India’s political system does not encourage women to get into politics. But thanks to gender equity training delivered via the Australian Greens, a new generation of Indian women are being empowered to get involved.
By Michelle Sheather, with input from Anita Nautiyal
The India Greens Party (IGP) held its first annual convention in Noida Uttar Pradesh near Delhi in November 2019. I was fortunate to attend this conference, having worked with the party founders over the past three years and watching their achievements in pulling together the first pan-India Green party.
In many regards, this conference was a historic event in that the party now has branches and local groups across 11 of India’s states and growing. The party officially received registration on 18 July 2019 and is now in a position to stand candidates for elections into the future.
The national Greens party is an exciting development on a global scale in a country that boasts the world’s largest democracy by population and a country continually emerging on the world stage. At the same time, political conservatism is being felt – for example the Citizenship Amendment Act on Immigration, which resulted in large scale protests last December. Youth and women in particular are drawn to a new way of doing politics, which is what the Green party is putting forward with specific measures on outreach to all sectors and beliefs in India.
Following the IGP’s first annual conference, a two-day gender equity training for key women members of the IGP was held. This was a pilot project to start up gender equity training initiatives – the first of their kind globally for Greens parties throughout Asia, the Pacific and Middle East Green parties as part of the work of the Australian Greens International Development Committee.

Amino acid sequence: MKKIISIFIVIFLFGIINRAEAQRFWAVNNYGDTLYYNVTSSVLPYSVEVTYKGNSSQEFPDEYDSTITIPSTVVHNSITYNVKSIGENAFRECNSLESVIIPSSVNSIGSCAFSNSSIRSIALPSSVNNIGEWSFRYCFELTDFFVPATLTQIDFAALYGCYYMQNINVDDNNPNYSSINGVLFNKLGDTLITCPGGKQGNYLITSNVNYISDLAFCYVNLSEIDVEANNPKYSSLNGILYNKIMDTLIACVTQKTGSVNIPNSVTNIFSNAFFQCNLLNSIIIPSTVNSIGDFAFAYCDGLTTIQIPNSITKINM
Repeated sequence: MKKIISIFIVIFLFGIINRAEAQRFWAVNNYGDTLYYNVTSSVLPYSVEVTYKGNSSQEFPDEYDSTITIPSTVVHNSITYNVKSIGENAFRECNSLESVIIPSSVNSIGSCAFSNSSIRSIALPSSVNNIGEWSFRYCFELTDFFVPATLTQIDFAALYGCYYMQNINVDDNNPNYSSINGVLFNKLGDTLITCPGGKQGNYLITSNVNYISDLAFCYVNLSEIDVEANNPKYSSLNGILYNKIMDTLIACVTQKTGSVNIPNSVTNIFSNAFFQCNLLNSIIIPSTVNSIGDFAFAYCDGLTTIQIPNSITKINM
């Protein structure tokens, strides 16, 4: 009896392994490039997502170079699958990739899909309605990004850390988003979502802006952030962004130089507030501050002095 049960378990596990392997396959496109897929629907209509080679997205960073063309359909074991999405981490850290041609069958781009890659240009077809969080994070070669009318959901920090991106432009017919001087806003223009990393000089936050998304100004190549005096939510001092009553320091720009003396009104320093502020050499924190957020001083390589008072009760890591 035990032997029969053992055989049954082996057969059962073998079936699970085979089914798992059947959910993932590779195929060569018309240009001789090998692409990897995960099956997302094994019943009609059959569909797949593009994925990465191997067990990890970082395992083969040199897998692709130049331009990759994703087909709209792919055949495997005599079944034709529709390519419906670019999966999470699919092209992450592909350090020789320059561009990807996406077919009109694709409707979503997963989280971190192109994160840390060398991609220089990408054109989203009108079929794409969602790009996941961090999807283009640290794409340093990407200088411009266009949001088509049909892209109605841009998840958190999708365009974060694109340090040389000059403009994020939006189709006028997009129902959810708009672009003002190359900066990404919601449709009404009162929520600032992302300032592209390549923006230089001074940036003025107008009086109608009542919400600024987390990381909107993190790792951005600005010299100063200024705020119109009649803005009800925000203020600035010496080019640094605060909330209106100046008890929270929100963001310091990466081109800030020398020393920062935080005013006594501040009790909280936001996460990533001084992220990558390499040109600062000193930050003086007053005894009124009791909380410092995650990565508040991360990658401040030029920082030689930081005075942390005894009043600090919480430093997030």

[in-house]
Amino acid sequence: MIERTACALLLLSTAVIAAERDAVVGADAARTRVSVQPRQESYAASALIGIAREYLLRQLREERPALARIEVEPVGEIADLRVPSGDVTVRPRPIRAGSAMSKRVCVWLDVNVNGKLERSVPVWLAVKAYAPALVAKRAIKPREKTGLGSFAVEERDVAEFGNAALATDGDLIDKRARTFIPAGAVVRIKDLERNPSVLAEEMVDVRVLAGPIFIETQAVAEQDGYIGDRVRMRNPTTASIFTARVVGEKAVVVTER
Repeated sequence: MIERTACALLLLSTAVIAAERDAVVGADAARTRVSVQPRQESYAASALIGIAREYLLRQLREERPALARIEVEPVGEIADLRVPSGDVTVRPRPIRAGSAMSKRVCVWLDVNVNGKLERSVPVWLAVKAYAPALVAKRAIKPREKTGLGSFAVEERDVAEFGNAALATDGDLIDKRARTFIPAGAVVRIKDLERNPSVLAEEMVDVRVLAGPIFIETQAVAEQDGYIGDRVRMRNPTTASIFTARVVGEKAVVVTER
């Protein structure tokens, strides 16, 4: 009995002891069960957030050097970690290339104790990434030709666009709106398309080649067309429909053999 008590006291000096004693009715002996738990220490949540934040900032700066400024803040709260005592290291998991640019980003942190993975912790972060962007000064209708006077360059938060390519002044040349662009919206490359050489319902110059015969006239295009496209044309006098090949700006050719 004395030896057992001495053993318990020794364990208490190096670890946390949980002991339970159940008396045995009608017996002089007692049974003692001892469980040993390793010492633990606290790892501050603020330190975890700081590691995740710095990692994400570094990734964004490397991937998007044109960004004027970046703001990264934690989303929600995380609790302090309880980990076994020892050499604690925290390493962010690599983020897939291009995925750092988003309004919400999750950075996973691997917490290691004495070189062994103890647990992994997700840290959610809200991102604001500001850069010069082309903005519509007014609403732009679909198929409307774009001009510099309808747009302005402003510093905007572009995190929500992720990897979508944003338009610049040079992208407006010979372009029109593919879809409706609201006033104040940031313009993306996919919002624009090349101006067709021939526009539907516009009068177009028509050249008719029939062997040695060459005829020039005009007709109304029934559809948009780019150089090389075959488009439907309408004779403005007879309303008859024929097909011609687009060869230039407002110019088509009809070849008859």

The gender equity training commenced with a joint half-day session with men from the party to increase common understanding of the issues women face in India, which is ranked 95 of the 129 countries on the United Nations Gender Index. A further training on GE sensitisation for men within the party was identified as a one-day training program for the future.
The IGP has a comprehensive set of policies for supporting women within their party, including a set quota of 50% women on their national executive through to village level and a rotation of male, female and other gender convenors. These targets are yet to be achieved.
The political system of the country does not encourage women into politics. In 2018, 11.8% of parliamentarians were women. Neighbouring countries such as Nepal and Bangladesh have seen marked improvements in women’s representation but India has continually lagged behind.
At the gender equity women’s training in Noida, the IGP formed a women’s group within the party with their own executive including a women’s convenor, deputy convenor, and treasurer; and a road map highlighting key steps such as active recruitment of women into the party. Feedback was resoundingly positive on this initiative. It will have a long-standing impact within the IGP and its positioning as a party where women can participate at an equal level. As part of this training program, I provided training to two further trainers: Anita Nautiyal from IGP and Rachana Shrestha from the Nepali Green party.
The next gender equity training is scheduled for Bangladesh in May 2020, which Anita and Rachana will run. In turn, they will provide training to a Bangladeshi Greens woman.
At a national level, this program subsequently trained further trainers and plans to hold a training program in the state of Chhattisgarh to train IGP women members, including to run for local government. The IGP women’s network has received further requests for women’s training programs from other states including Karnataka, Telangana, and Jharkhand.
This work is part of our wider work with the Asia Pacific Green Parties Women’s Network (APGWN) on gender equity, which includes mentoring and online training programs. It is made possible through a commonwealth grant the Australian Greens receive from the Australian Political Parties for Democracy Program.
Michelle Sheather is the Australian Greens‘ International Development Coordinator. Anita Nautiyal is the India Greens Party and APGWN Mentoring Program Coordinator.
Hero image: supplied by Michelle Sheather.